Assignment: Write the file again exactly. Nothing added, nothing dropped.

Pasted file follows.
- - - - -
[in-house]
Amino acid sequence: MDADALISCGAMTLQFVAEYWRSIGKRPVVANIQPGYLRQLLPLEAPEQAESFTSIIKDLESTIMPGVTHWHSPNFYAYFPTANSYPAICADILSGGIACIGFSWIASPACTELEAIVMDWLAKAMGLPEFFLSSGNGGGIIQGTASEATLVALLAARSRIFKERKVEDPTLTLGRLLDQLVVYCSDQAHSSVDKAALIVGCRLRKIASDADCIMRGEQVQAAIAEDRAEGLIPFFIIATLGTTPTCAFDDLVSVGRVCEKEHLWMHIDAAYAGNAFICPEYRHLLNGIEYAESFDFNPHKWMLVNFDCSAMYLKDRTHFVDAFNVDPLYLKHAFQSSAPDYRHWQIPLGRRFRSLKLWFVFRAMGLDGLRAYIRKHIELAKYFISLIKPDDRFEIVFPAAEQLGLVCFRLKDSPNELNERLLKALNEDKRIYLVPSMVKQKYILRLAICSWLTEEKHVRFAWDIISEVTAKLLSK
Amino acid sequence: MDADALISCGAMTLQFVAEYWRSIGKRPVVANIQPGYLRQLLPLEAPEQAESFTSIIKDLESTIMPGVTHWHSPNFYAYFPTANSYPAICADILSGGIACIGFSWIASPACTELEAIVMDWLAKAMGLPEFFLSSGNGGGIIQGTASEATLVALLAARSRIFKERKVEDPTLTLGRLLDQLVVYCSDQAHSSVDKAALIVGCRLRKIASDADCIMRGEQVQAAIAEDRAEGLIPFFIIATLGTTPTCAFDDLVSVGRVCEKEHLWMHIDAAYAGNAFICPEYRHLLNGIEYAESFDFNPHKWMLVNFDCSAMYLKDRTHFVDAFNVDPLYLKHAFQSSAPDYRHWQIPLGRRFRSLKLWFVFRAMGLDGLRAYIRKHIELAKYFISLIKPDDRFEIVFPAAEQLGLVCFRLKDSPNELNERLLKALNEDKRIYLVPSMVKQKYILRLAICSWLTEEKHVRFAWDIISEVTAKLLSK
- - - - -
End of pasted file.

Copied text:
[in-house]
Amino acid sequence: MDADALISCGAMTLQFVAEYWRSIGKRPVVANIQPGYLRQLLPLEAPEQAESFTSIIKDLESTIMPGVTHWHSPNFYAYFPTANSYPAICADILSGGIACIGFSWIASPACTELEAIVMDWLAKAMGLPEFFLSSGNGGGIIQGTASEATLVALLAARSRIFKERKVEDPTLTLGRLLDQLVVYCSDQAHSSVDKAALIVGCRLRKIASDADCIMRGEQVQAAIAEDRAEGLIPFFIIATLGTTPTCAFDDLVSVGRVCEKEHLWMHIDAAYAGNAFICPEYRHLLNGIEYAESFDFNPHKWMLVNFDCSAMYLKDRTHFVDAFNVDPLYLKHAFQSSAPDYRHWQIPLGRRFRSLKLWFVFRAMGLDGLRAYIRKHIELAKYFISLIKPDDRFEIVFPAAEQLGLVCFRLKDSPNELNERLLKALNEDKRIYLVPSMVKQKYILRLAICSWLTEEKHVRFAWDIISEVTAKLLSK
Amino acid sequence: MDADALISCGAMTLQFVAEYWRSIGKRPVVANIQPGYLRQLLPLEAPEQAESFTSIIKDLESTIMPGVTHWHSPNFYAYFPTANSYPAICADILSGGIACIGFSWIASPACTELEAIVMDWLAKAMGLPEFFLSSGNGGGIIQGTASEATLVALLAARSRIFKERKVEDPTLTLGRLLDQLVVYCSDQAHSSVDKAALIVGCRLRKIASDADCIMRGEQVQAAIAEDRAEGLIPFFIIATLGTTPTCAFDDLVSVGRVCEKEHLWMHIDAAYAGNAFICPEYRHLLNGIEYAESFDFNPHKWMLVNFDCSAMYLKDRTHFVDAFNVDPLYLKHAFQSSAPDYRHWQIPLGRRFRSLKLWFVFRAMGLDGLRAYIRKHIELAKYFISLIKPDDRFEIVFPAAEQLGLVCFRLKDSPNELNERLLKALNEDKRIYLVPSMVKQKYILRLAICSWLTEEKHVRFAWDIISEVTAKLLSK